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---
title: "Noisy Optimization"
vignette: >
%\VignetteIndexEntry{Noisy Optimization}
%\VignetteEngine{knitr::rmarkdown}
%\VignetteEncoding{UTF-8}
---
```{r setup, include = FALSE, cache = FALSE}
library(mlrMBO)
library(rgenoud)
set.seed(1)
knitr::opts_chunk$set(cache = TRUE, collapse = FALSE)
knitr::knit_hooks$set(document = function(x){
gsub("```\n*```r*\n*", "", x)
})
```
## Purpose
This vignette will give you a short overview about techniques in **mlrMBO** to handle optimization of noisy objective functions.
You can also try to reduce noise by using parallel evaluations of the same setting as explained in the Vignette about parallelization.
## Infill criteria for noisy optimization
Like always let's start with the function we want to optimize, but this time it will be noisy.
Note that Kriging requires homoscedasticity but slight dependencies of the variance on the $\boldsymbol{x}$ can be acceptable like in the following example:
```{r objective_function}
library(mlrMBO)
library(ggplot2)
fun = function(x) {
rnorm(1, mean = x^2, sd = 0.5 + 0.5*(x+5))
}
obj.fun = makeSingleObjectiveFunction(name = "noisy_parable", fn = fun, has.simple.signature = TRUE, par.set = makeNumericParamSet("x", 1, -5, 5), noisy = TRUE)
# visualize the function
autoplot(obj.fun, length.out = 200)
```
As you can see the function is more noisy for large values of $\boldsymbol{x}$ so that the true optimum at `x=0` appears to be hidden.
It is important to consider the way the final solution is generated (`final.method`).
By default the best observed $y$ value and its corresponding $\boldsymbol{x}$-values are returned as the optimal solution but in the case of noisy optimization the lowest observed $y$ value can just be the result of noise.
Preferably the _best predicted_ value of $y$ is taken as the prediction of the surrogate reflects the mean and is less affected by the noise.
```{r control}
ctrl = makeMBOControl(final.method = "best.predicted", final.evals = 10)
```
For noisy optimization we there are two _infill criteria_ that are recommended:
* `aei`: In contrast to the _Expected Improvement_ the **Augmented Expected Improvement** does not look at the best observed value for reference but at the effective best solution:
$$y^{\ast}_{\min} := \min\limits_{\boldsymbol{x} \in \{\boldsymbol{x}^{(1)}, \ldots, \boldsymbol{x}^{(j)}\}} \hat{\mu}(\boldsymbol{x}) - \hat{s}(\boldsymbol{x})$$
The final acquisition function is then similar to the _Expected Improvement_ except from an additional factor that takes the nugget effect $\sigma_{\epsilon}$ into account (_Note_: Only supported for _DiceKriging_, for other surrogates $\sigma_{\epsilon}$ will be estimated by the square root of the residuals variance.):
$$\operatorname{AEI}(\boldsymbol{x}) = \left( y^{\ast}_{\min} - \hat{\mu}(\boldsymbol{x}) \right) \Phi \left( \frac{y^{\ast}_{\min} - \hat{\mu}(\boldsymbol{x}))}{\hat{s}(\boldsymbol{x})} \right) + \hat{s}(\boldsymbol{x}) \phi \left( \frac{y^{\ast}_{\min} - \hat{\mu}(\boldsymbol{x})}{\hat{s}(\boldsymbol{x})} \right) \cdot \left(1 - \frac{\sigma_{\epsilon}}{\sqrt{\sigma_{\epsilon}^2 + \hat{s}^2(\boldsymbol{x})}} \right)$$
* `eqi`: The **Expected Quantile Improvement** similarly to the _Augmented Expected Improvement_ does not use an actual observed $y$ value as reference but the posterior distribution to calculate the $\beta$ quantile $q$ at already evaluated points $\boldsymbol{x}$.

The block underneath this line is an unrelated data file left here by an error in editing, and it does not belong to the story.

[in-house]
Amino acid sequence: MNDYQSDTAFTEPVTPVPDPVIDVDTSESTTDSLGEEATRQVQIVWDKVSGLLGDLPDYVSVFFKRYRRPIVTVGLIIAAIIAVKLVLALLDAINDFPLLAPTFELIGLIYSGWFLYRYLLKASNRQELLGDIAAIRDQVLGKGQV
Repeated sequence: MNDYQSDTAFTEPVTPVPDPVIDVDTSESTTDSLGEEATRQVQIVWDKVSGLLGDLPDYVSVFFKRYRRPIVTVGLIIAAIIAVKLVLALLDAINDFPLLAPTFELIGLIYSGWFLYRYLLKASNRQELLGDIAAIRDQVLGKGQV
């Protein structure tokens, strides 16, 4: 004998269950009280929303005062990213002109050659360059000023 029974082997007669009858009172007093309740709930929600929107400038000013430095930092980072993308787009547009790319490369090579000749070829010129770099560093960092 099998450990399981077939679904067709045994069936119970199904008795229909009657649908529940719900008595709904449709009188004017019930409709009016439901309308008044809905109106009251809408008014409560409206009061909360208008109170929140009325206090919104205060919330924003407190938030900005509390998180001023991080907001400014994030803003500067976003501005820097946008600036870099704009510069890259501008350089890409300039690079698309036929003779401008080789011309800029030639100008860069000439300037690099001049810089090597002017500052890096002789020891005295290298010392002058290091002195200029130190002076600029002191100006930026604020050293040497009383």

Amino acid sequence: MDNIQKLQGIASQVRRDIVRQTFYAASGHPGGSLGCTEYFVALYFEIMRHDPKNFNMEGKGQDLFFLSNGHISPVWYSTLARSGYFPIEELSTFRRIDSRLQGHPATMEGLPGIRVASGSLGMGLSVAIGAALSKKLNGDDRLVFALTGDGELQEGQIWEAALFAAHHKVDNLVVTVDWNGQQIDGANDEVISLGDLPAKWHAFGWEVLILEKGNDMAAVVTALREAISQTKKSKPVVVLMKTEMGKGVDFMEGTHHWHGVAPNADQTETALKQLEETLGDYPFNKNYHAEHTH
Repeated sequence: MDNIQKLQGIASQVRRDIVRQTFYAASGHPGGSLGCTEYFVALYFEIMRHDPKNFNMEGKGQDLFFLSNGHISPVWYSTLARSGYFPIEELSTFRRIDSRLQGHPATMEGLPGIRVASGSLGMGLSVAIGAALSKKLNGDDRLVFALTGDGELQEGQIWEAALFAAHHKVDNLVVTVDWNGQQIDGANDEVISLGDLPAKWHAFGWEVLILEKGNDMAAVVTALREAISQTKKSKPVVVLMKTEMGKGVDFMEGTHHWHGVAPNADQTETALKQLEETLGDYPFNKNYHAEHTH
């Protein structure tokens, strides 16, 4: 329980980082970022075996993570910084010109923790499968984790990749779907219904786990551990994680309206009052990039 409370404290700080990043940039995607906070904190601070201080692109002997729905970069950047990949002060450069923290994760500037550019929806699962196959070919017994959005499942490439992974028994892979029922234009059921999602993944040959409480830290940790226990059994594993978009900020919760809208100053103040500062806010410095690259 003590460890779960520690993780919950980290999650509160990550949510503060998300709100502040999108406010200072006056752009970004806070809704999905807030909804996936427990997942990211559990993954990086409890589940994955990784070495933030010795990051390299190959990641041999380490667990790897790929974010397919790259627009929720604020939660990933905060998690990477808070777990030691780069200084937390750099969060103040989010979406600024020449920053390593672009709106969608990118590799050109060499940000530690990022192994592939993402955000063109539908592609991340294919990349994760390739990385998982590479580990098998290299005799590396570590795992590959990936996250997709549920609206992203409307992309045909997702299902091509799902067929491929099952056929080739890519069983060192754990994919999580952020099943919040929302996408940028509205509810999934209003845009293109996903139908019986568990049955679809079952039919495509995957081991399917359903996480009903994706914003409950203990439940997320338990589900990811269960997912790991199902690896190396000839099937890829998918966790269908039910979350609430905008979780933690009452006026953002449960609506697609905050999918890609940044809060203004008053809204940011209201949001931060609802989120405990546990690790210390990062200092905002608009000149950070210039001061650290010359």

The value $\beta$ can be supplied by the user calling i.e. `makeMBOInfillCritEQI(eqi.beta = 0.9)`.
$$\operatorname{EQI}(\boldsymbol{x}) &= \left(q_{\min} - q(\boldsymbol{x}) \right) \Phi \left( \frac{q_{\min} - q(\boldsymbol{x})}{s_{q(\boldsymbol{x})}} \right) + s_{q(\boldsymbol{x})} \phi \left( \frac{ q_{\min} - q(\boldsymbol{x})}{s_{q(\boldsymbol{x})}} \right)$$
### Example: Expected Quantile Improvement
```{r infill.eqi}
ctrl = setMBOControlInfill(ctrl, crit = crit.eqi)
ctrl = setMBOControlTermination(ctrl, iters = 7)
```
For simplification we will let MBO automatically decide for the regression method and the initial design.
As the parameter space is purely numeric MBO will use Kriging, which is exactly what we want.
```{r run}
# Kriging can create a lot of console output, which we want tu surpress here:
configureMlr(on.learner.warning = "quiet", show.learner.output = FALSE)
res = mbo(obj.fun, control = ctrl, show.info = FALSE)
res$x
res$y
```
As you can see the optimization got fairly close to the minimum at $x = 0$ even though the noise in this area is pretty high.
```{r noise}
(final.y = getOptPathY(res$opt.path, dob = 8))
var(final.y)
```
### Example: Augmented Expected Improvement
We can conduct the same optimization using the aei criterion.
This time we will make use of `exampleRun` to visualize the optimization.
```{r infill.aei}
ctrl = setMBOControlInfill(ctrl, crit = crit.aei)
# Kriging can create a lot of console output, which we want tu surpress here:
configureMlr(on.learner.warning = "quiet", show.learner.output = FALSE)
set.seed(1)
res = exampleRun(obj.fun, control = ctrl, show.info = FALSE, points.per.dim = 200, noisy.evals = 1)
```
First we have a look at the optimization result which is similar to the one obtained with the `eqi`.
```{r aei.res}
res$mbo.res$x
res$mbo.res$y
```
Looking at the surrogate fit during the run we can see that the noise makes it difficult for the Kriging to find the right fit and so it falls back to the mean regression.
This leads to the infill criterion to be constant and to a purely random proposal, which is not necessarily that bad as long as it does not happen too often.
```{r}
plotExampleRun(res, pause = FALSE, iters = c(1,2,7))
```